cmiVFX launches its latest Full Feature training video for Eyeon's Fusion Compositing Software. Yes, its back.. a Brand New version of the basics series entitles Fusion Basics 2011. This is up-to-date remake of our initial series for Fusion a few years back. Everything is new in this video release including the talent! If you are learning Fusion, this is your FIRST STEP!
In this chapter we will discover what's hidden inside the menu bar. We will briefly go through all the major points - File, Edit, View, Tools, Script, Window and Help. That will include topics such as: fusion's bins; setting preferences; and adding or removing tools from the operator shelf bar.
Already in the second chapter we will start connecting nodes in the work area. Nodes are the building blocks that our composites will be made out of. We will focus on the background node and some of its settings. Then we will add merge nodes to combine our elements. We will find out how the different connections will affect our outcome.
Loading in some footage, will give us the opportunity to explore the time line and the Loader Tool settings in the Control Tab. We will play the footage, move backwards and forwards through the clip and set in and out points. We will also look at how Fusion loads this material into its cash and how to use the proxy and auto proxy mode.
Having already covered the parts of the loader we will dig deeper into the control panel to see what other options are to be found in the loader control tabs. That includes looking at the clip list function; importing EXR files and matching their channels to channels that are native in Fusion.
Below the display view is the viewer menu. It can be useful to resize the viewer, obtain extra image information through the sub view, create masks, display the channels individually and even increase the overall performance through the DOD and ROI settings.
The fast noise tool is very versatile. It can be used to create clouds, fire, smoke and steam. In this section we will not only use the fast noise to produce some steam, but will also use it to drive out water ripple animation in a composite.
So many interesting effects can be achieved by using a text tool. We will go through the basic functions of this tool, animate certain parameters and save our effects in the text shading library. We will move from creating a simple drop shadow, over to creating a fire effect and end with a mysterious sci-fi look.
Setting key frames after moving shapes around will create an animation. Using the spline view and its curves we can refine that animation. By tweaking the curves we can accelerate or slow the movement down. We can also loop or "ping pong" that motion saving time and work. In this chapter we will show you all the features you would need to get started right away.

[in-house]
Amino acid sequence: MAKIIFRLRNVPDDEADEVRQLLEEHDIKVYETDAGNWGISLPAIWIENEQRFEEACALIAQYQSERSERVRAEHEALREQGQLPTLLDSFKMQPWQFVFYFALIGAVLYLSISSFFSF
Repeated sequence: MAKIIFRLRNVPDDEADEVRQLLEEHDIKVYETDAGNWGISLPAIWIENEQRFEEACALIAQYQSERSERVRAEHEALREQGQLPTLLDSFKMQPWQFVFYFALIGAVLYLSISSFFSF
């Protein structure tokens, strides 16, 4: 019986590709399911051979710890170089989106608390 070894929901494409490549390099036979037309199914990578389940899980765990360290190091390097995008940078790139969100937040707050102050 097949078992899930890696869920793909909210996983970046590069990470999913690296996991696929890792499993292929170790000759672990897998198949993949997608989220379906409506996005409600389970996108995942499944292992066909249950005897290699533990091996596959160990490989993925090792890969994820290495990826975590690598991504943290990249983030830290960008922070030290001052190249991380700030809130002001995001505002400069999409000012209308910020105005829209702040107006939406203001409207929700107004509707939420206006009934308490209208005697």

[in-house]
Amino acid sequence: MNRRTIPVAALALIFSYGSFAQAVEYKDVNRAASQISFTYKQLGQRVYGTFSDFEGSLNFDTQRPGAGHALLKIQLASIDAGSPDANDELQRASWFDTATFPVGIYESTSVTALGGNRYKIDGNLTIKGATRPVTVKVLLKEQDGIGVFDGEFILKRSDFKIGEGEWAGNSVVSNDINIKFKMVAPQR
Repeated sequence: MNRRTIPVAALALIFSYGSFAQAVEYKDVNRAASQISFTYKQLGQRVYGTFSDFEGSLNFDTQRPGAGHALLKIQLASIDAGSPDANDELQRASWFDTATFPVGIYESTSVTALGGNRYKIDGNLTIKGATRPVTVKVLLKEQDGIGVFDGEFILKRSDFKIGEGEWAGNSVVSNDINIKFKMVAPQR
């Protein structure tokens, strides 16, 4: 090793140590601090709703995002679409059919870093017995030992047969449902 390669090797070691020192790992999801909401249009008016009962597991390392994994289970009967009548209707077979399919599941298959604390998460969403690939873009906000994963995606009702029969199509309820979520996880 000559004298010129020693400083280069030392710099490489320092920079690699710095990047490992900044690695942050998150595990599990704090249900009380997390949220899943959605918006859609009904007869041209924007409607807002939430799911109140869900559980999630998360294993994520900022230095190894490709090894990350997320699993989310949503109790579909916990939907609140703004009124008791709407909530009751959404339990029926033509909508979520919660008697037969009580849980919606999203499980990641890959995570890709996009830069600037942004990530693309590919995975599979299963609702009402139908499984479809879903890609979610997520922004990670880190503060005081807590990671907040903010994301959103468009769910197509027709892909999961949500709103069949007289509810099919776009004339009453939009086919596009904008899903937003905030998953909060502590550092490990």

Often it is necessary to match certain elements to the motion of our sequence. This can be done with the 2D tracker. The Tracker can match move our element to the moment of the clip. The tracker can also reverse that moment, thereby stabilizing the image. We will show you both methods.
To manipulate individual areas of an image it necessary to separate it from the rest of the image. This can be done by creating a rotoshape or a matte. Often, a lot of work can be saved by combining mattes and shapes thereby including or excluding certain parts. Combining images can be achieved with different merge operations - resulting in different effects. Some more for artistic use, others to combine the passes produced by the 3D department.
The paint tool can simply be used to comment and paint in changes that should be made to an image. But it is a lot more powerful than that. It can be used to remove wires or dust, it can be used to smudge, darken or lighten specific areas and further more to clone or duplicate elements. This tool will become your best friend in dirty image restorations.
Video-on-demand streaming is available through the website to subscribers. In addition, video files are available for download for those who directly purchase individual titles from their cart.
Derk started his career as a graphic designer for vintage merchandising products such as pub signs. Acknowledging his much wider interests, Derk shifted his focus to the study of visual communication in Aachen (Germany) and Birmingham (UK). For the past four years he has delivered creative visual effects solutions for various corporate and independent projects. His expertise lies in the field of motion graphics and compositing. For more information on Derk, please contacted cmiVFX.